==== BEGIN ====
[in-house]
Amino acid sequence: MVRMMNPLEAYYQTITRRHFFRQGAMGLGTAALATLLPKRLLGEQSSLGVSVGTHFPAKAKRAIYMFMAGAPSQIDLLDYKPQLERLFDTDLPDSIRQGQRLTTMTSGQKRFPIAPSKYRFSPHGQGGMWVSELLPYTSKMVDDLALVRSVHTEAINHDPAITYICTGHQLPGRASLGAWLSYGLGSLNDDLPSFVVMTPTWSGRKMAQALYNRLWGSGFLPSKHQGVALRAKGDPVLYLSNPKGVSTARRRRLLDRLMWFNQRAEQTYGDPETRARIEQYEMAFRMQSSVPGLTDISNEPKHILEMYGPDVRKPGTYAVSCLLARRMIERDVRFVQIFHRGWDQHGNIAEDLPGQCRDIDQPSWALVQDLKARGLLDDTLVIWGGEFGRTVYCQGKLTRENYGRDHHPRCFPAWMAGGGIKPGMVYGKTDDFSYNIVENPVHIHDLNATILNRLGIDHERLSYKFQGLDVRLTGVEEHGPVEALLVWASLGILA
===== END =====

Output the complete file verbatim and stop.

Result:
[in-house]
Amino acid sequence: MVRMMNPLEAYYQTITRRHFFRQGAMGLGTAALATLLPKRLLGEQSSLGVSVGTHFPAKAKRAIYMFMAGAPSQIDLLDYKPQLERLFDTDLPDSIRQGQRLTTMTSGQKRFPIAPSKYRFSPHGQGGMWVSELLPYTSKMVDDLALVRSVHTEAINHDPAITYICTGHQLPGRASLGAWLSYGLGSLNDDLPSFVVMTPTWSGRKMAQALYNRLWGSGFLPSKHQGVALRAKGDPVLYLSNPKGVSTARRRRLLDRLMWFNQRAEQTYGDPETRARIEQYEMAFRMQSSVPGLTDISNEPKHILEMYGPDVRKPGTYAVSCLLARRMIERDVRFVQIFHRGWDQHGNIAEDLPGQCRDIDQPSWALVQDLKARGLLDDTLVIWGGEFGRTVYCQGKLTRENYGRDHHPRCFPAWMAGGGIKPGMVYGKTDDFSYNIVENPVHIHDLNATILNRLGIDHERLSYKFQGLDVRLTGVEEHGPVEALLVWASLGILA